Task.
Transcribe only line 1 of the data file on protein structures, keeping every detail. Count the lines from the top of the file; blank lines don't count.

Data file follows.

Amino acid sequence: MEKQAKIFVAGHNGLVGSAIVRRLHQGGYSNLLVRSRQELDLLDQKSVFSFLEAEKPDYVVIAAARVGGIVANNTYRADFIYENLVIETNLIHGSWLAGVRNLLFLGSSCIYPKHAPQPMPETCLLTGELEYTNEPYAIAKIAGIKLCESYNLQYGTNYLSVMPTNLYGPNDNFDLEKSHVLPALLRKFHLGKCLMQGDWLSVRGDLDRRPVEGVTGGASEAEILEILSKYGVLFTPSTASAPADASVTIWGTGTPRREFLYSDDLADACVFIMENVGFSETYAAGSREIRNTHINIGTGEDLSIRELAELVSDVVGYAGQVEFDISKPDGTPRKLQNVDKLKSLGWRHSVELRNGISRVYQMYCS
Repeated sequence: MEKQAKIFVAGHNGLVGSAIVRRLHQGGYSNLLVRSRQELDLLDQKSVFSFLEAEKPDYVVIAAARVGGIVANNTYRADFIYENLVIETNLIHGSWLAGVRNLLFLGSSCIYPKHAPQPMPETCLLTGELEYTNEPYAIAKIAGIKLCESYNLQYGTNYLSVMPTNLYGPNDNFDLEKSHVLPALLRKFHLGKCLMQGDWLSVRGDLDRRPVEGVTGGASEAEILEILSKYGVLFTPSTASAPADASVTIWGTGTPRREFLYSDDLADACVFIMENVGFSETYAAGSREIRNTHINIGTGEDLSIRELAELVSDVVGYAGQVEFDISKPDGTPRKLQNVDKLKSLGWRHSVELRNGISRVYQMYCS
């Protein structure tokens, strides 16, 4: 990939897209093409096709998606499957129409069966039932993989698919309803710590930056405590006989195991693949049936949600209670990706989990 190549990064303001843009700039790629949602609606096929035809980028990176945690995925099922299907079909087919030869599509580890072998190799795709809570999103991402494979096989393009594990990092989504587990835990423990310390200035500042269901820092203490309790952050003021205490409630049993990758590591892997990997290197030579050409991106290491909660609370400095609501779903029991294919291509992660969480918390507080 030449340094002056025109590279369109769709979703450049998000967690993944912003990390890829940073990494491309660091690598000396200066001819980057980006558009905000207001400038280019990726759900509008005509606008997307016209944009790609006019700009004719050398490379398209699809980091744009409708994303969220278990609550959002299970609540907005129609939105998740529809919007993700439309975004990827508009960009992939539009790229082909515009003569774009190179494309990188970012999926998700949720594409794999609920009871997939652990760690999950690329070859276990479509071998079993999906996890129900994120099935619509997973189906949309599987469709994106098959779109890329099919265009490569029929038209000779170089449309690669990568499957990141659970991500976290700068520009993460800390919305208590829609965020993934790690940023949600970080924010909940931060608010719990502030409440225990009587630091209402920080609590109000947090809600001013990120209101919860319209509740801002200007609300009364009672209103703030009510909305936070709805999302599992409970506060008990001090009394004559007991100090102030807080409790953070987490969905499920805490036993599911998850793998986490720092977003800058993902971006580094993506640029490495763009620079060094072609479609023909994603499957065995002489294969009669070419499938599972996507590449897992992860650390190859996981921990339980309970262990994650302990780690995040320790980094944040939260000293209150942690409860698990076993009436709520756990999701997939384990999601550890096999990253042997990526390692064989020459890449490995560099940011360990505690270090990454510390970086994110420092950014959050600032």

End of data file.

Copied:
Amino acid sequence: MEKQAKIFVAGHNGLVGSAIVRRLHQGGYSNLLVRSRQELDLLDQKSVFSFLEAEKPDYVVIAAARVGGIVANNTYRADFIYENLVIETNLIHGSWLAGVRNLLFLGSSCIYPKHAPQPMPETCLLTGELEYTNEPYAIAKIAGIKLCESYNLQYGTNYLSVMPTNLYGPNDNFDLEKSHVLPALLRKFHLGKCLMQGDWLSVRGDLDRRPVEGVTGGASEAEILEILSKYGVLFTPSTASAPADASVTIWGTGTPRREFLYSDDLADACVFIMENVGFSETYAAGSREIRNTHINIGTGEDLSIRELAELVSDVVGYAGQVEFDISKPDGTPRKLQNVDKLKSLGWRHSVELRNGISRVYQMYCS